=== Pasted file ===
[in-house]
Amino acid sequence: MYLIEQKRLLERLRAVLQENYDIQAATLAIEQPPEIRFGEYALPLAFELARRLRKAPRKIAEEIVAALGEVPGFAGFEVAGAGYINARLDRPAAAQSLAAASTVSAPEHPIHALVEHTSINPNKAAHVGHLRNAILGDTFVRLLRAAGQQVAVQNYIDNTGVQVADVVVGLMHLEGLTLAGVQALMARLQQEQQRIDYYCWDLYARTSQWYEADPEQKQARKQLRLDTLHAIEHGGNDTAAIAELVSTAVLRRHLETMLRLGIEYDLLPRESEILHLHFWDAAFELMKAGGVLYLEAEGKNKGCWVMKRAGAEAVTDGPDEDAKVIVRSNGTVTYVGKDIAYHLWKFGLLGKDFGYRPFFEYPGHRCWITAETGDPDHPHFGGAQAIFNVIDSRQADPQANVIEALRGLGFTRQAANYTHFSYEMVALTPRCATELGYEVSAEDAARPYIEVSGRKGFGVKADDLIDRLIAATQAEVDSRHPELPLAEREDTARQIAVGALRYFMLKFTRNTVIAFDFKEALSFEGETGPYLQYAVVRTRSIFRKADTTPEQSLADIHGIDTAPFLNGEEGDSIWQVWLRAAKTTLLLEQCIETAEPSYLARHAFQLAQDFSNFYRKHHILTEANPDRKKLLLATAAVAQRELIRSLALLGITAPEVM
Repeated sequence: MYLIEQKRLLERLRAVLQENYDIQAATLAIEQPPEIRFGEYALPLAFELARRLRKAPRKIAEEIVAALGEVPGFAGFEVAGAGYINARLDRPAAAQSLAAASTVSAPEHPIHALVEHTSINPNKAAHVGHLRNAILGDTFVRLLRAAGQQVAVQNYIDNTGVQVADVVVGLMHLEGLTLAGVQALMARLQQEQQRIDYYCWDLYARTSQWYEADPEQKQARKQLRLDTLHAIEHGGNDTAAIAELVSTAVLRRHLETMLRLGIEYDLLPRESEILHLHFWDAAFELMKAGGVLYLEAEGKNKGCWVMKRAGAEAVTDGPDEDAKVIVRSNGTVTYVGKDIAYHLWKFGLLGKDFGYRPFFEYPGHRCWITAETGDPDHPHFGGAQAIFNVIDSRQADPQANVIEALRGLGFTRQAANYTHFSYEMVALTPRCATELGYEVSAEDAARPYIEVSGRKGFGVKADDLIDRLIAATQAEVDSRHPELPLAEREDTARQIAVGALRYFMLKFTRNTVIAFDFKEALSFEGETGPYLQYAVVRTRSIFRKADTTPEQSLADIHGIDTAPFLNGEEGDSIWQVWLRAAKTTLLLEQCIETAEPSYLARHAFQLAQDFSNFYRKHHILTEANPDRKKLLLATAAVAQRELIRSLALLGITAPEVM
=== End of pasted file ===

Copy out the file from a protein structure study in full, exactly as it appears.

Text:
[in-house]
Amino acid sequence: MYLIEQKRLLERLRAVLQENYDIQAATLAIEQPPEIRFGEYALPLAFELARRLRKAPRKIAEEIVAALGEVPGFAGFEVAGAGYINARLDRPAAAQSLAAASTVSAPEHPIHALVEHTSINPNKAAHVGHLRNAILGDTFVRLLRAAGQQVAVQNYIDNTGVQVADVVVGLMHLEGLTLAGVQALMARLQQEQQRIDYYCWDLYARTSQWYEADPEQKQARKQLRLDTLHAIEHGGNDTAAIAELVSTAVLRRHLETMLRLGIEYDLLPRESEILHLHFWDAAFELMKAGGVLYLEAEGKNKGCWVMKRAGAEAVTDGPDEDAKVIVRSNGTVTYVGKDIAYHLWKFGLLGKDFGYRPFFEYPGHRCWITAETGDPDHPHFGGAQAIFNVIDSRQADPQANVIEALRGLGFTRQAANYTHFSYEMVALTPRCATELGYEVSAEDAARPYIEVSGRKGFGVKADDLIDRLIAATQAEVDSRHPELPLAEREDTARQIAVGALRYFMLKFTRNTVIAFDFKEALSFEGETGPYLQYAVVRTRSIFRKADTTPEQSLADIHGIDTAPFLNGEEGDSIWQVWLRAAKTTLLLEQCIETAEPSYLARHAFQLAQDFSNFYRKHHILTEANPDRKKLLLATAAVAQRELIRSLALLGITAPEVM
Repeated sequence: MYLIEQKRLLERLRAVLQENYDIQAATLAIEQPPEIRFGEYALPLAFELARRLRKAPRKIAEEIVAALGEVPGFAGFEVAGAGYINARLDRPAAAQSLAAASTVSAPEHPIHALVEHTSINPNKAAHVGHLRNAILGDTFVRLLRAAGQQVAVQNYIDNTGVQVADVVVGLMHLEGLTLAGVQALMARLQQEQQRIDYYCWDLYARTSQWYEADPEQKQARKQLRLDTLHAIEHGGNDTAAIAELVSTAVLRRHLETMLRLGIEYDLLPRESEILHLHFWDAAFELMKAGGVLYLEAEGKNKGCWVMKRAGAEAVTDGPDEDAKVIVRSNGTVTYVGKDIAYHLWKFGLLGKDFGYRPFFEYPGHRCWITAETGDPDHPHFGGAQAIFNVIDSRQADPQANVIEALRGLGFTRQAANYTHFSYEMVALTPRCATELGYEVSAEDAARPYIEVSGRKGFGVKADDLIDRLIAATQAEVDSRHPELPLAEREDTARQIAVGALRYFMLKFTRNTVIAFDFKEALSFEGETGPYLQYAVVRTRSIFRKADTTPEQSLADIHGIDTAPFLNGEEGDSIWQVWLRAAKTTLLLEQCIETAEPSYLARHAFQLAQDFSNFYRKHHILTEANPDRKKLLLATAAVAQRELIRSLALLGITAPEVM